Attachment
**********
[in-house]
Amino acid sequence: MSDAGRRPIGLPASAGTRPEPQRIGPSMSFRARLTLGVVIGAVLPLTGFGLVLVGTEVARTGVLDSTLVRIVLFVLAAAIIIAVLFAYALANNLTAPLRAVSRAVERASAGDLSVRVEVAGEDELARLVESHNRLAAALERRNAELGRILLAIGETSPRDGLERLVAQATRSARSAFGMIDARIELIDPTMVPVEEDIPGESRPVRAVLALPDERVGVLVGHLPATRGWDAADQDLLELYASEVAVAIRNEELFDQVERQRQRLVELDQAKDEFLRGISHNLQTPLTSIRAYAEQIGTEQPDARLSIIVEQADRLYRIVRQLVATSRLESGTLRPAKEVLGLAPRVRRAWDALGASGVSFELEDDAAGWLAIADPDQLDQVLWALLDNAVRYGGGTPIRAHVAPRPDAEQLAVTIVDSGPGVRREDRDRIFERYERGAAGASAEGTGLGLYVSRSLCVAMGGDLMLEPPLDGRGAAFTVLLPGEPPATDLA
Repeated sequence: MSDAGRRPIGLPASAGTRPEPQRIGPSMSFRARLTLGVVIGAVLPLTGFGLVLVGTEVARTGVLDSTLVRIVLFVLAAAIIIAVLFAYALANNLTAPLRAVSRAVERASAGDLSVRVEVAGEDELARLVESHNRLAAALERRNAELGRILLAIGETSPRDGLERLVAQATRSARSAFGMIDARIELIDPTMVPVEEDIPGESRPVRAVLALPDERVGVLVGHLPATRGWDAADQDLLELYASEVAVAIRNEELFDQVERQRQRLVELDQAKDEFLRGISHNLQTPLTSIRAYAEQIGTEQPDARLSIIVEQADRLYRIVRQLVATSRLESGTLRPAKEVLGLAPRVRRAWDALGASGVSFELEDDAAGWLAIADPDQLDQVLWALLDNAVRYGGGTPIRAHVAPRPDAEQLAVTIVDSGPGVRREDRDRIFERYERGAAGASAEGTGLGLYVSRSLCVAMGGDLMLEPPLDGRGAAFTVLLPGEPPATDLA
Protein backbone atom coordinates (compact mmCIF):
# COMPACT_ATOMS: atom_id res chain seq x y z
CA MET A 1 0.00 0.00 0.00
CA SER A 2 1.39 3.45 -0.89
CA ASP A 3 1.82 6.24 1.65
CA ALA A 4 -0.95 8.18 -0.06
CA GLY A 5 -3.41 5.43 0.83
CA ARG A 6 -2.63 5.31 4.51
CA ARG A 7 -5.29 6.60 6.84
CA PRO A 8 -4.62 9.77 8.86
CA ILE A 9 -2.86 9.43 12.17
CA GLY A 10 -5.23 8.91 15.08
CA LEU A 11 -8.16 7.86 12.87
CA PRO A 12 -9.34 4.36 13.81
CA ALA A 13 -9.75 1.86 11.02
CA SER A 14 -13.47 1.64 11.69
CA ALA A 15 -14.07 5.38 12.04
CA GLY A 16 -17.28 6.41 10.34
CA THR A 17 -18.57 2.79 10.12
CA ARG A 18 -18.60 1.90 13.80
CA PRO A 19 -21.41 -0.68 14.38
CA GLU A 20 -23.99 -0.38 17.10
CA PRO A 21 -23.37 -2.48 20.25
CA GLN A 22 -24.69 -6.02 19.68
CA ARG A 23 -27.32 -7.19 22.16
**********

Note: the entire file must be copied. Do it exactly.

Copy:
[in-house]
Amino acid sequence: MSDAGRRPIGLPASAGTRPEPQRIGPSMSFRARLTLGVVIGAVLPLTGFGLVLVGTEVARTGVLDSTLVRIVLFVLAAAIIIAVLFAYALANNLTAPLRAVSRAVERASAGDLSVRVEVAGEDELARLVESHNRLAAALERRNAELGRILLAIGETSPRDGLERLVAQATRSARSAFGMIDARIELIDPTMVPVEEDIPGESRPVRAVLALPDERVGVLVGHLPATRGWDAADQDLLELYASEVAVAIRNEELFDQVERQRQRLVELDQAKDEFLRGISHNLQTPLTSIRAYAEQIGTEQPDARLSIIVEQADRLYRIVRQLVATSRLESGTLRPAKEVLGLAPRVRRAWDALGASGVSFELEDDAAGWLAIADPDQLDQVLWALLDNAVRYGGGTPIRAHVAPRPDAEQLAVTIVDSGPGVRREDRDRIFERYERGAAGASAEGTGLGLYVSRSLCVAMGGDLMLEPPLDGRGAAFTVLLPGEPPATDLA
Repeated sequence: MSDAGRRPIGLPASAGTRPEPQRIGPSMSFRARLTLGVVIGAVLPLTGFGLVLVGTEVARTGVLDSTLVRIVLFVLAAAIIIAVLFAYALANNLTAPLRAVSRAVERASAGDLSVRVEVAGEDELARLVESHNRLAAALERRNAELGRILLAIGETSPRDGLERLVAQATRSARSAFGMIDARIELIDPTMVPVEEDIPGESRPVRAVLALPDERVGVLVGHLPATRGWDAADQDLLELYASEVAVAIRNEELFDQVERQRQRLVELDQAKDEFLRGISHNLQTPLTSIRAYAEQIGTEQPDARLSIIVEQADRLYRIVRQLVATSRLESGTLRPAKEVLGLAPRVRRAWDALGASGVSFELEDDAAGWLAIADPDQLDQVLWALLDNAVRYGGGTPIRAHVAPRPDAEQLAVTIVDSGPGVRREDRDRIFERYERGAAGASAEGTGLGLYVSRSLCVAMGGDLMLEPPLDGRGAAFTVLLPGEPPATDLA
Protein backbone atom coordinates (compact mmCIF):
# COMPACT_ATOMS: atom_id res chain seq x y z
CA MET A 1 0.00 0.00 0.00
CA SER A 2 1.39 3.45 -0.89
CA ASP A 3 1.82 6.24 1.65
CA ALA A 4 -0.95 8.18 -0.06
CA GLY A 5 -3.41 5.43 0.83
CA ARG A 6 -2.63 5.31 4.51
CA ARG A 7 -5.29 6.60 6.84
CA PRO A 8 -4.62 9.77 8.86
CA ILE A 9 -2.86 9.43 12.17
CA GLY A 10 -5.23 8.91 15.08
CA LEU A 11 -8.16 7.86 12.87
CA PRO A 12 -9.34 4.36 13.81
CA ALA A 13 -9.75 1.86 11.02
CA SER A 14 -13.47 1.64 11.69
CA ALA A 15 -14.07 5.38 12.04
CA GLY A 16 -17.28 6.41 10.34
CA THR A 17 -18.57 2.79 10.12
CA ARG A 18 -18.60 1.90 13.80
CA PRO A 19 -21.41 -0.68 14.38
CA GLU A 20 -23.99 -0.38 17.10
CA PRO A 21 -23.37 -2.48 20.25
CA GLN A 22 -24.69 -6.02 19.68
CA ARG A 23 -27.32 -7.19 22.16